Previous year was not easy at all, also for archaeologists. Possibilities of fieldwork were very limited, especially for abroad expeditions, and the conferences happened nearly only in the virtual reality.
As the previous editions of the Warsaw Seminar on Underwater Archaeology gave both the participants and organizers loads of positive effects and satisfaction, we agreed that we don’t want to be pushed into the Internet! We succeeded in moving the funds forward in time (like in case of the previous one, also this edition is sponsored by the Ministry of Science and Higher Education, DNK/SN/464684/2020) and – finally – we meet in November! And you can join us live via YouTube channel of Faculty of Archaeology, University of Warsaw!
4th Warsaw Seminar on Underwater Archaeology will take place on the 18–20 of November 2021. Deadline for applications passed in April. Also this time, despite the pandemic, a huge interest of both ‘old friends’ and ‘debutants’ is close to sensational. We will host the researchers not only from Poland, but also Italy, Greece, Slovenia, Montenegro, Turkey, Croatia, Spain, Slovenia, Germany, Russia, Wales, Austria, and Switzerland…
Scholars from the Cyprus Institute, Nicosia, have prepared a bibliographic database for human bioarchaeological studies in the Eastern Mediterranean and Middle East (EMME), chronologically covering skeletal assemblages from prehistory to early modern times.
Sumerians are known as the founders of the urban civilization that dominated in southern Mesopotamia in the 4th and 3rd millennia BC. They developed a network of irrigation channels that made it possible to cultivate cereals in desert areas of the Lower Euphrates, introduced an ideographic script, initially pictographic and then simplified to the form of cuneiform characters impressed in wet clay, built the biggest cities in the world at that time, with monumental temples and enormous palaces.
The latest issue of Antiquity published a paper presenting results of biochemical analyses of human bones from a few sites situated in north-eastern Syria, and showing on this basis that in the 22nd century BC, when the Akkadian Empire was declining, there was no change in the local economy which could be a response to a long-term drought, and even if there was a temporary climate change, the local human societies survived it in a good condition.
The circumstances surrounding the birth of the Polish state have been a source of fascination for a long time. Currently there are a number of research projects, conferences and individual studies that are looking at this issue in an interdisciplinary way. However, there are still many questions.
The book The Dawn of the Polish State, both to professionals and to the wider audience, shows a colourful picture of the past from a thousand years ago, but also illustrates the contribution of archaeology to the exploration of the roots of the state, Poland and Poles.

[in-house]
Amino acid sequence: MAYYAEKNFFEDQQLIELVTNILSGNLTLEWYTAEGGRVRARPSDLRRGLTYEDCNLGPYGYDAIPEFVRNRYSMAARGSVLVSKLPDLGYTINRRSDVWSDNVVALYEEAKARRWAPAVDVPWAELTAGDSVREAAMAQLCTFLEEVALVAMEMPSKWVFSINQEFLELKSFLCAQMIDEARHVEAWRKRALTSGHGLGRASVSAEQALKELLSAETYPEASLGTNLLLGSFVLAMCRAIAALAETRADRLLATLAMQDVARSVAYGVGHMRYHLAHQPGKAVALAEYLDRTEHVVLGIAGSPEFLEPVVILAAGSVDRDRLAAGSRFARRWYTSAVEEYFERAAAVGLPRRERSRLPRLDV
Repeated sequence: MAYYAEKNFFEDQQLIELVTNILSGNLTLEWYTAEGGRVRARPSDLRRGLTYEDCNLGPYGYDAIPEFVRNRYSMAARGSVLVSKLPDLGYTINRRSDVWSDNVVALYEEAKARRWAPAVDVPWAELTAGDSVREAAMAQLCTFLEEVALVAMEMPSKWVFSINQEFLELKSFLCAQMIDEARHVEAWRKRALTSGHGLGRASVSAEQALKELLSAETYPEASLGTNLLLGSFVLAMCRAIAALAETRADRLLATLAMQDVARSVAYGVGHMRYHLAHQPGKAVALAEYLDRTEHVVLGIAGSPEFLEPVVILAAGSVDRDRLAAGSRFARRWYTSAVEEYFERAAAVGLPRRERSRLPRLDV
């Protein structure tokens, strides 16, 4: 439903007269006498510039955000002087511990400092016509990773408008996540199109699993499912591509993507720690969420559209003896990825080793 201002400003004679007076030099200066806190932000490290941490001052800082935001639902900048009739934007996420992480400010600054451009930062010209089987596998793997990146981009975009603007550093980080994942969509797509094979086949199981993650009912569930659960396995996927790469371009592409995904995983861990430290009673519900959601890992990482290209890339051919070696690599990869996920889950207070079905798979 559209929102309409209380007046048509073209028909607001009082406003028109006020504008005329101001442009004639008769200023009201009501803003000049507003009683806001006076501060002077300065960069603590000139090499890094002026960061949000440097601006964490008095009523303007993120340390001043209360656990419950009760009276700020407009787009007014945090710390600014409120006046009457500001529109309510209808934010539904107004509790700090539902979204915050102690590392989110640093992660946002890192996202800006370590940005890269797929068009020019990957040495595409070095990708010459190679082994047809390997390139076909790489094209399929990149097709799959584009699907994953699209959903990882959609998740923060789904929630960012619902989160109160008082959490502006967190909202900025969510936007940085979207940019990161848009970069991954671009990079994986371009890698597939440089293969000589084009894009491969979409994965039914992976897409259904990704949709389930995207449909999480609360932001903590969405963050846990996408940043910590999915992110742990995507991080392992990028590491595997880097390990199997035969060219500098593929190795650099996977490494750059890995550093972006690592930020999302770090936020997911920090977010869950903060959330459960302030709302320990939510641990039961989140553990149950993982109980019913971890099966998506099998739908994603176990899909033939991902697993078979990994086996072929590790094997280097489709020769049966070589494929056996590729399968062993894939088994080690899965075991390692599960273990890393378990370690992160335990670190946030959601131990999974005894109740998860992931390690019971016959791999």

On 17 July 2021, an important and rare discovery was made during archaeological works carried out near the recently restored Mausoleum of Augustus in the Piazza Augusto Imperatore, just off the Via del Corso in Rome. A sizable travertine block (pomerium cippus) was unearthed, which defined the sacred boundary (pomerium) of Rome extended by Emperor Claudius in 49 AD. Although the discovered block is only partially preserved, with he censorial power of the the ruler (line 6) and a final formula:
[au]ctis populi R[omani] / finibus, pomerium / ampliavit terminavitque
(lines 7 – 9)
linking this inscription to the activities of Claudius and similar cippi is most reasonable.
Why is the recent discovery in Rome so unique and of such a great significance?
The mini-lectures (in Polish and English, with subtitles) by an interdisciplinary team from the University of Warsaw and the University of Oslo, in partnership with the Museum of the Origins of the Polish State in Gniezno, deal with the legitimacy of elites in Poland and Norway and discuss topics such as:
Despite substantial evidence on the short-term effects of adverse climate shocks, our understanding of their long-term impact is limited. To address such a key issue, research has focused on ancient societies because of their limited economic complexity and their unparalleled experience of environmental and institutional change. Notably, ‘Collapse Archaeology’ literature has reported statistical evidence consistent with the mantra that severe droughts trigger institutional crises. This view, however, has recently been challenged by literature summarized in the paper Climate Change and State Evolution by Giacomo Benati and Carmine Guerriero.
An international team led by Prof. Aleksander Bursche has recently finished compiling the course and processes of migration in Central Europe at the end of Antiquity in a monographic form. The two-volume publication is the result of a six-year Maestro NCN project, during which archaeologists, anthropologists, historians and palaeobotanists studied cultural, ethnic, social, demographic and ecological relations from the late 4th to the late 6th centuries. It resulted in the re-evaluation of written sources, archives, archaeological and palynological materials. A number of excavations were also carried out during the course of the project, as well as numerous anthropological, geophysical and palaeobotanical analyses of the sediments and pollen collected.